For those first two years in New Orleans, he wrote for all the local publications — business weeklies, alt-weeklies, and monthly magazines. But he left New Orleans when he was offered a full-time editorial job at Dayton’s alt-weekly paper. After a year and half working in Dayton (and living in Cincinnati), he moved back to New Orleans to take a job as a business reporter. He lived there for two more years.
Finding stability and vision in New York City
While in New Orleans, Pandolfi began writing for a trade magazine headquartered in New York. In 2003, an opportunity opened up for a full-time job at their New York City office and he felt like he couldn’t turn it down.
“The salary they offered me — which was really not much at all — seemed huge given what I was making in New Orleans,” he remembers.
Getting a writing job in New York City, he says, was like being accepted into Harvard. He knew it would be a great place to further establish his career. So he took the leap and moved.
Things changed quickly. That trade publication was sold and Pandolfi ended up writing for a theater magazine, “which I knew nothing about,” he says.
Pandolfi enrolled in a class called Writing for Men’s Magazines, thinking he’d land a job somewhere like GQ or Esquire, both of which published excellent writing and paid well. But the teacher of the class, who worked for the magazine This Old House, offered him a job working with him instead.
He took the job in 2005 and it held steady through the 2008 economic recession. He remembers other publications laying people off at every juncture, but his job was secure. He counted his blessings and stayed put. Then, in 2012, a colleague at This Old House left for a job at the gourmet food and travel magazine Saveur and, soon after, he went, too.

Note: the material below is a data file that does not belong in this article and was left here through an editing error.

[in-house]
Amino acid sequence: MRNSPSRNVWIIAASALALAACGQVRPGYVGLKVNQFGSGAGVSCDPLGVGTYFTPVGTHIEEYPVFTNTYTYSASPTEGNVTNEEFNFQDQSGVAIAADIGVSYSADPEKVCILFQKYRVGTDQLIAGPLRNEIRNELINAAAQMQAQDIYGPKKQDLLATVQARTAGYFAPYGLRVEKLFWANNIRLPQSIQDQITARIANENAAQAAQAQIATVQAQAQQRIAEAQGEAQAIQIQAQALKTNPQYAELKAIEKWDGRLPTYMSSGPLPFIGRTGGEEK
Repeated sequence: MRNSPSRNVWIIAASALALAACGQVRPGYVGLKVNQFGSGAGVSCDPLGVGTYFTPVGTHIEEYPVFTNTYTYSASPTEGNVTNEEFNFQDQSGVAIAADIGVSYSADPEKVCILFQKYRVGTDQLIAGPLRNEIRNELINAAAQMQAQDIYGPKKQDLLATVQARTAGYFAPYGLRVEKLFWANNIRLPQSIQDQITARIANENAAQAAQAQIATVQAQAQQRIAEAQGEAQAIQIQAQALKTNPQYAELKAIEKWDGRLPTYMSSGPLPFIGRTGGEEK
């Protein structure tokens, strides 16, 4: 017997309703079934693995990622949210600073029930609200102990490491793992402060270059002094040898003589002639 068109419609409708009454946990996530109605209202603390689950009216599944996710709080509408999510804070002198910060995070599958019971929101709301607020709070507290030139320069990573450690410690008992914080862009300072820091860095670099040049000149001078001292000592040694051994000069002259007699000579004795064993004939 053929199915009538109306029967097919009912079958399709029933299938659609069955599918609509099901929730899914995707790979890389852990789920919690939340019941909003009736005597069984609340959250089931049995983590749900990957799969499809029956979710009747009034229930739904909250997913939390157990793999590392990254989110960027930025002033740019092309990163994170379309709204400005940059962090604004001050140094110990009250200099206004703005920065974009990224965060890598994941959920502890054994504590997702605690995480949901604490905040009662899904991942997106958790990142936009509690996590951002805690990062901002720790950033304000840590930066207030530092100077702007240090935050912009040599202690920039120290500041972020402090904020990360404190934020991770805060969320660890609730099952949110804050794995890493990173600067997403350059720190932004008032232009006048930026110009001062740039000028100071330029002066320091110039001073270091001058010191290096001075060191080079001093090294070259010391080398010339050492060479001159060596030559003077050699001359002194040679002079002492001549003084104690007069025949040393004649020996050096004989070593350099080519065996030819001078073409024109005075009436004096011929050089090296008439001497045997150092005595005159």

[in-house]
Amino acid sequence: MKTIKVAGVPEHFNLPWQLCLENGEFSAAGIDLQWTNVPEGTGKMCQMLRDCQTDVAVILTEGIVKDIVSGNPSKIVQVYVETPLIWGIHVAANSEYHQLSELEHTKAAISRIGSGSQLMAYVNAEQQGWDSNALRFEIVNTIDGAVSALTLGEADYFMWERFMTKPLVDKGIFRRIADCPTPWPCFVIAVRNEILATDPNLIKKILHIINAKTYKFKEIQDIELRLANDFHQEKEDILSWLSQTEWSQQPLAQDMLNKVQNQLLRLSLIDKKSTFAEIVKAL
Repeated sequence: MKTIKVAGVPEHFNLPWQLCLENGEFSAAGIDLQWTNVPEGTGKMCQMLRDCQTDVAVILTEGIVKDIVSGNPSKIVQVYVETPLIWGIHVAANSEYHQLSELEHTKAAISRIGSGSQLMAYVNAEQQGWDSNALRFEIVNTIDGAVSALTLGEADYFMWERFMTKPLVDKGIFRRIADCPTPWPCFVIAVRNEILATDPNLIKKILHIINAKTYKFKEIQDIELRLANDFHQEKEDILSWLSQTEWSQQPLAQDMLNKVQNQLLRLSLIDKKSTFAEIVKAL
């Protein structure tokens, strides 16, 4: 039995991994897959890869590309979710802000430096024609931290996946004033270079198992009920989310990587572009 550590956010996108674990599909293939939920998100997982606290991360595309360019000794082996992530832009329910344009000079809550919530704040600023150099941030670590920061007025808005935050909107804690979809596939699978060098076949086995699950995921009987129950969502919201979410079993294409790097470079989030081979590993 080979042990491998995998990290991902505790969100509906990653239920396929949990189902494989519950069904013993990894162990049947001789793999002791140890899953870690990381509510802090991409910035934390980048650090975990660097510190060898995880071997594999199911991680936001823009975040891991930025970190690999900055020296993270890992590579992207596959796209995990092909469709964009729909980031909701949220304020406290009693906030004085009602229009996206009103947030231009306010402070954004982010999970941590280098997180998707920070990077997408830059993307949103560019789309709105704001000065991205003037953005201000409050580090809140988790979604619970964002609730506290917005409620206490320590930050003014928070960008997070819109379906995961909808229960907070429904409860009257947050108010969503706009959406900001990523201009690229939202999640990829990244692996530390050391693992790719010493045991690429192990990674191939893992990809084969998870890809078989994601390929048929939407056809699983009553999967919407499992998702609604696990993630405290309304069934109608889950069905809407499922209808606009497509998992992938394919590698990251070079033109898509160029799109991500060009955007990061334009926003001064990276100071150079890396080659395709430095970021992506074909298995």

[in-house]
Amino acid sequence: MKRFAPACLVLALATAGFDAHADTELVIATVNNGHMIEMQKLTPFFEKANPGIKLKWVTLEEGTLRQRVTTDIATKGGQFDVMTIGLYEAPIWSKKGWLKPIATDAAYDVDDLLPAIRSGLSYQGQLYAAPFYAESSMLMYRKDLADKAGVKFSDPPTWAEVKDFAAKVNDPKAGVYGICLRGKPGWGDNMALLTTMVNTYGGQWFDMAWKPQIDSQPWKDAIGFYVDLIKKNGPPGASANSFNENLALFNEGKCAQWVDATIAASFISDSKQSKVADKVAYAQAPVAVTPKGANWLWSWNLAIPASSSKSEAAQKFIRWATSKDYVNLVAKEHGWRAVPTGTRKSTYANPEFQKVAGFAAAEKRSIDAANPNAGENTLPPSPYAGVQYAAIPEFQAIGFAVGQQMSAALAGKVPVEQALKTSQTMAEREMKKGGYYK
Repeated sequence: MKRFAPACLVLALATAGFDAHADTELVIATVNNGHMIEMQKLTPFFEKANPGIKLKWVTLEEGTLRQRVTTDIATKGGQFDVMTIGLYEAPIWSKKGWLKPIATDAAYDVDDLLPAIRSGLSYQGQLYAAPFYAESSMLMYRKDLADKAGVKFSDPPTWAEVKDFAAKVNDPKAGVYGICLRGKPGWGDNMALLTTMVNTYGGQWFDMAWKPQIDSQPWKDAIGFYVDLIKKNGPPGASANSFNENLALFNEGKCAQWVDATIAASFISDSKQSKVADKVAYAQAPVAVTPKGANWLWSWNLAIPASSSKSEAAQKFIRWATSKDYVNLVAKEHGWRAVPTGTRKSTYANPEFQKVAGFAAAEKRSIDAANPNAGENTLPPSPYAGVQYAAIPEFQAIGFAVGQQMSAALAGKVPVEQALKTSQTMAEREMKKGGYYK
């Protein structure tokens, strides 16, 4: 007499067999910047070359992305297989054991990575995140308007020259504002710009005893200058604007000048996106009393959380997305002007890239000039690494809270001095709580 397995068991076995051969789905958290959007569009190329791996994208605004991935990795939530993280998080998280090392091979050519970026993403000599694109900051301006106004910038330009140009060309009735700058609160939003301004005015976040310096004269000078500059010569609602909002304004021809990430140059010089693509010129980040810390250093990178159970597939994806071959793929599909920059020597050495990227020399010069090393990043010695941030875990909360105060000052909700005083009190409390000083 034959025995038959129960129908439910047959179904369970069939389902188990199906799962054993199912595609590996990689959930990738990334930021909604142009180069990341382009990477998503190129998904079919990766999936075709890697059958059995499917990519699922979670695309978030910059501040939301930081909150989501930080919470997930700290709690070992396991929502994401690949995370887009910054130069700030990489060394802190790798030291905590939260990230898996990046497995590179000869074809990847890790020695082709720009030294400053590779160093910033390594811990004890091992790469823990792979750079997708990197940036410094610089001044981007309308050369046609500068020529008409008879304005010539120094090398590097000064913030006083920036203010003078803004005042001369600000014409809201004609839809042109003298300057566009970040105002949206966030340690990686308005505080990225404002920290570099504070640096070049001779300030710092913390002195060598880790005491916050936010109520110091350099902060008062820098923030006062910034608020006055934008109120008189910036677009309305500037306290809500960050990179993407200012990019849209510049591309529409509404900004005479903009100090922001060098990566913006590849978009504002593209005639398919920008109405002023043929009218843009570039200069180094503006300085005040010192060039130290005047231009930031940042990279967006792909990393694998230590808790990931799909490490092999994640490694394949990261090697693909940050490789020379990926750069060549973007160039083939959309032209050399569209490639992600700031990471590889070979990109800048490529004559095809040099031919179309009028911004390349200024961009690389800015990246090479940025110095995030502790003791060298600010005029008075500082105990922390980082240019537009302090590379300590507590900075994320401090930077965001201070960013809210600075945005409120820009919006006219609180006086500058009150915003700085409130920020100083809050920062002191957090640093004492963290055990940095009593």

When it became about food
By the time he’d made it to New York City, Pandolfi had secured his status as a professional writer, but he still wasn’t a “food writer.” His career developed over time; his love for cooking happened first.
After Hurricane Katrina, Pandolfi was mourning the devastation of a city that he’d spent four years writing about and loved deeply. To cope, he became obsessed with Cajun food, cooking gumbo for his This Old House friends during New Orleans Saints games. It was his way of processing his losses and sharing the story of the food-rich city of New Orleans while living so far away.
But it didn’t stop with gumbo. Comfort foods, in general, became his new muse. He and his work friends would cook dinner for each other and share recipes for chili, stew, and other slow-cooked, homey foods. At the same time, all around them, gourmet food culture was becoming mainstream with Brooklyn now a hotspot for all the best new restaurants.